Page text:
Event: Interview with Adam Creighton, YourMoney
Date: 6 November 2018
Topics: Interest rates, global economic outlook
Adam Creighton, HOST: Adam Boyton, who is the chief economist of the Business Council of Australia. I first need to ask you about the November [RBA] meeting and the relationship with the Melbourne Cup now, because some people say that the Reserve Bank is more likely to cut or to hike rates on this month, is that actually statistically true?
Adam Boyton: I think Adam, that came from the fact that the November meeting follows immediately CPI, just as a number of other meetings through the year do. And you also have the statement of monetary policy put together for the November meeting. So, there's just a bit more information out there that makes a change more likely in February, May, August and November, rather than than some of the other months but I don't think there's a conspiracy there.
Adam C: That’s good, so they're not just jealous of all the attention the horses are getting. Now look, you mentioned CPI there, the Reserve Bank would probably be disappointed with the result last week, it was weaker than expected. It's back below 2% of the annual rate. Does that basically suck out any chance of a rate rise over the next year?
Adam B: I think the weakness in the CPI or the soft CPI, does mean that a rate rise anytime soon is unlikely. And I think that's what the Reserve Bank will tell us at 2:30 this afternoon. But I think it's also important to remember that a low CPI actually means Australians have a bit more money left in their pocket. That's probably better for a lot of people than a high CPI.
Adam C: Look, it's a really good point. I mean, we so often hear economists say that they'd like inflation to be higher, but don't you think that the man in the street might find this rather odd because, of course, we've had sluggish wage growth and so they'd quite like prices to be lower? Who's correct here? What's better for the country? Higher inflation or weaker inflation?
Adam B: Well, I think the best thing is inflation at somewhere around the target. To be quite honest with you, I don't think in the big scheme of things it makes much difference if inflation is at one and three quarter or two and a quarter. I think the things that make a big difference in the long run, the scheme of things are, can we lift productivity and can we use that to drive higher wages growth? That, I think, is much more important than this question of one point eight, one point nine or two point two on CPI.
Adam C: Let's look at some prices that have been moving by far more than that, and that is house prices. So, there's been real deflation here recently, I suppose. We've seen a 9%, sorry, 7% fall in Sydney a year, year on year, I think about 5% in Melbourne. I mean these falls seem to be accelerating. Would this be concerning the RBA at all?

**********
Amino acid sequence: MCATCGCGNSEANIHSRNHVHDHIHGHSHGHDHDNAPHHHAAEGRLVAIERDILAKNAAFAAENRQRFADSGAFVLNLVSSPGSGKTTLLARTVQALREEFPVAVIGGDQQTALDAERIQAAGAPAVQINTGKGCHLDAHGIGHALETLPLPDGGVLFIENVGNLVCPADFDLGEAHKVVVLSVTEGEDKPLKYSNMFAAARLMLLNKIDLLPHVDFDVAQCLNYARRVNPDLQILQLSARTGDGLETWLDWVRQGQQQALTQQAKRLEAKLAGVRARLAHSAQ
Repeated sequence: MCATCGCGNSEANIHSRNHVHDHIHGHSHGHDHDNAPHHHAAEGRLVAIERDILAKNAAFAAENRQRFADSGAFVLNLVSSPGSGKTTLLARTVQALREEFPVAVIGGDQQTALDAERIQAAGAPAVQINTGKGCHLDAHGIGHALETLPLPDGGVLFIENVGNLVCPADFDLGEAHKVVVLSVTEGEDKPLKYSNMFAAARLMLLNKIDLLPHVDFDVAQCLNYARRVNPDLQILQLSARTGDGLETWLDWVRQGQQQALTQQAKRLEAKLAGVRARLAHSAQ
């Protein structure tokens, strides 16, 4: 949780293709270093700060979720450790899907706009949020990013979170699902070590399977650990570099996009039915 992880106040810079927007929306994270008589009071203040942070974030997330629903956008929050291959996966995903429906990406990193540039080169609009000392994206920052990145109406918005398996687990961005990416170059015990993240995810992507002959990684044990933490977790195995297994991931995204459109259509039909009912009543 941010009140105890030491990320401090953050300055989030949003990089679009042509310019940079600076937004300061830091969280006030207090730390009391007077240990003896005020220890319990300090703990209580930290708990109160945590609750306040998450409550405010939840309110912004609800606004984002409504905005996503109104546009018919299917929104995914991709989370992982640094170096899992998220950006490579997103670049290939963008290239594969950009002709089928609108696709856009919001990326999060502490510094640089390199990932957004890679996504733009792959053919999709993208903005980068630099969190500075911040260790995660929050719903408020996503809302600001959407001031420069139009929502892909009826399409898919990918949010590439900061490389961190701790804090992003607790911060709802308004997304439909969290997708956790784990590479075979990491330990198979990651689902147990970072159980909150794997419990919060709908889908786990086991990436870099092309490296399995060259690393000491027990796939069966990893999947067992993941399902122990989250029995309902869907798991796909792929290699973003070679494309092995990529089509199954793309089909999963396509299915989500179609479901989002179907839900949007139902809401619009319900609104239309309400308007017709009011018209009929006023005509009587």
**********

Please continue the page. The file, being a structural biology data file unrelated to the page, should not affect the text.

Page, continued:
Adam B: I think the issue for the RBA is a question of does it start to flow back into the economy more broadly? So a rebalancing of house prices, if that's what we're seeing, I think that's probably not going to concern the bank too much but if, for example, you were to see consumers spending a little less because they were worried about their wealth and you had that classic wealth feedback into consumer spending, then I think that would be a bit of a concern for the RBA. But at the moment, I think you can generally tell if the RBA is concerned by if they’re giving speeches about it and if they're writing about it and there doesn't seem to be that much concern just yet.
Adam C: Now, the language of that statement from Philip Lowe, economists obviously pore over that every month. It's been fairly similar now for a long time. Are you expecting any changes in the paragraphs given all that’s happened overseas recently and here, I suppose, to some extent?
Adam B: Well, I think there'll probably be a few changes. But to be honest, it was a statement from a former governor of the Reserve Bank who said that those documents are some of the most scrutinised in Australia and he was constantly surprised at the hidden meanings found in them. So perhaps we give them a little bit too much scrutiny.
Adam C: Yes, that's right. I mean, things just don't change that much sometimes from month to month. We've seen a few out of cycle rate hikes by the major banks. I think yesterday National Australia Bank announced it was putting up it's of headline rate by almost 20 basis points. I think it's 3.87. Now, of course, as we know, the Reserve Bank hasn't moved rates for 27 months. Are the banks putting up their rates because of what's happening in the US?
Adam B: I think what all this tells us is, we're a small local economy. We simply can't separate ourselves from the global economy, when things happen in the global economy that often has a feedback here. I think, it's just one of those things that reminds us that we aren't immune from what happens overseas and our economy needs to be resilient and strong to make sure we can deal with any global volatility.
Adam C: Just moving overseas now to the US midterm elections and what sort of impact will that have, if any, on Australia?
Adam B: I'll leave it, I guess for the political pundits, to speculate about the politics. I think the lesson I take out of this as an economist is, the volatility that you see from time to time in the global economy and global markets just underscores the need to have a strong and resilient Australian economy. That means we need to be an attractive place for investment. It means we need to get our budget solidly back into surplus and start making inroads into net debt at the federal level. I think that's the lesson I take out of volatility in markets and economies,